Stress and Disease

 

Too much stress and disease are directly related. People under chronic stress get more chronic and severe viral infections. Too much stress has also been linked to:

  • Accelerated aging
  • Anxiety
  • Depression
  • Digestive problems
  • Heart disease
  • Sleep problems
  • Weight gain
  • Memory and concentration impairment

There is a reason too much stress and disease are directly related. The systems of the body are inter-dependent. Every function depends on another. When one system malfunctions, eventually the other systems follow. The good news is there are safe and natural ways to balance your body systems and increase your resistance to stress.

Think of a chair that has one slightly shorter leg from un-repaired wear and tear. The chair can no longer resist weight (in this analogy weight is the stress on the chair) properly and eventually the chair breaks from the decreased resistance to the stress. However if the shortened leg of the chair is repaired, the chair can distribute weight evenly and will last much longer.  This simple chair analogy describes how one un-addressed stress can lead to imbalance in the body, which can eventually lead to a disease.

Stress can originate physically (surgery, poor posture, car accident, sprains/strains), environmentally (diet, chemical exposure, medications), or emotionally (fight with a loved one, not getting your promotion, paying taxes). The key concept is that stress from any one category creates stress in the others. To attain a better resistance to stress you need to address all three areas.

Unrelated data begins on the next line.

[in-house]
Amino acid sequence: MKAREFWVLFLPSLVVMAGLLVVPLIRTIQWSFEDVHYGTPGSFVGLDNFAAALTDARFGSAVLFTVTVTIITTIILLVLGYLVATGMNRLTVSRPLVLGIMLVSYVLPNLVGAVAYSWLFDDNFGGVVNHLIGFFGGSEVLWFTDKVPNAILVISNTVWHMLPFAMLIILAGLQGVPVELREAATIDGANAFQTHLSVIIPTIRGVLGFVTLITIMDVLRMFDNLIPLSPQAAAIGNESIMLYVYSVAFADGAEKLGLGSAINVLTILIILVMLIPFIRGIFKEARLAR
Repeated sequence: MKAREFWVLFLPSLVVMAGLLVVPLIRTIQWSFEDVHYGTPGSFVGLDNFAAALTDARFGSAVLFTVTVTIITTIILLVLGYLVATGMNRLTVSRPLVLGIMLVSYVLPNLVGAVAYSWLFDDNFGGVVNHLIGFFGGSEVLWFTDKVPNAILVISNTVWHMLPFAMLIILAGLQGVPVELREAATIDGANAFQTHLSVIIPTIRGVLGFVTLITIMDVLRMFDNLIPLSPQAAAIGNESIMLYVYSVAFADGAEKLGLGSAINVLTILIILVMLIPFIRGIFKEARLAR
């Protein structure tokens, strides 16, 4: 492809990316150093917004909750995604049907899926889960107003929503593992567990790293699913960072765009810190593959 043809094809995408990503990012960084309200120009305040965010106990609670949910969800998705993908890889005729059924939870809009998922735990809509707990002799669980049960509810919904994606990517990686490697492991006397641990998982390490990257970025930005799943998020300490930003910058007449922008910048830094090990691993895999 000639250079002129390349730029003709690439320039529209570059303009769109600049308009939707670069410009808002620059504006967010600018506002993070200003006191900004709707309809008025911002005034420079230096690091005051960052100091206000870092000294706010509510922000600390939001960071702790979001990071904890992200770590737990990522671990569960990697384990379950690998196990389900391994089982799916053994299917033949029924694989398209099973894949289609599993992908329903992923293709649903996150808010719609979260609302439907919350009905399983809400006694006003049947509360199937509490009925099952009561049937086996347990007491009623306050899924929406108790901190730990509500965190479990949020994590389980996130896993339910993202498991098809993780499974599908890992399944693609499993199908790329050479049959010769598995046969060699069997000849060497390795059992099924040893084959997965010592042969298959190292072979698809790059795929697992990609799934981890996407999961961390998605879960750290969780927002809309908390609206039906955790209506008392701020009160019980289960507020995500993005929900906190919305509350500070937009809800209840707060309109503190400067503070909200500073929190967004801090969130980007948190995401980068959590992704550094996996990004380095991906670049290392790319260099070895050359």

In practice I attempt to identify and re-balance the weak areas of function with the combination of functional exams, lab testing, and patient history. Re-balancing the weak areas of function through in office physical treatments, diet & supplementation, and specific lifestyle modifications allow for many health problems to improve because the body can then better resist stress.  A common example of a physical stress in my practice is an injury that was not properly treated. The local pain may have resolved, but the dysfunction was never addressed, causing the rest of the body to compensate. The compensation eventually leads to damage and pain distant from the original injury. The distant pain is the problem the patient presents to me with, but we have to treat the new injury, the old injury, and all other areas out of balance to get the body to return to health.

1. http://www.nlm.nih.gov/medlineplus/stress.html

2.http://www.mayoclinic.org/stress/ART-20046037?p=1

Posted on April 30, 2015 .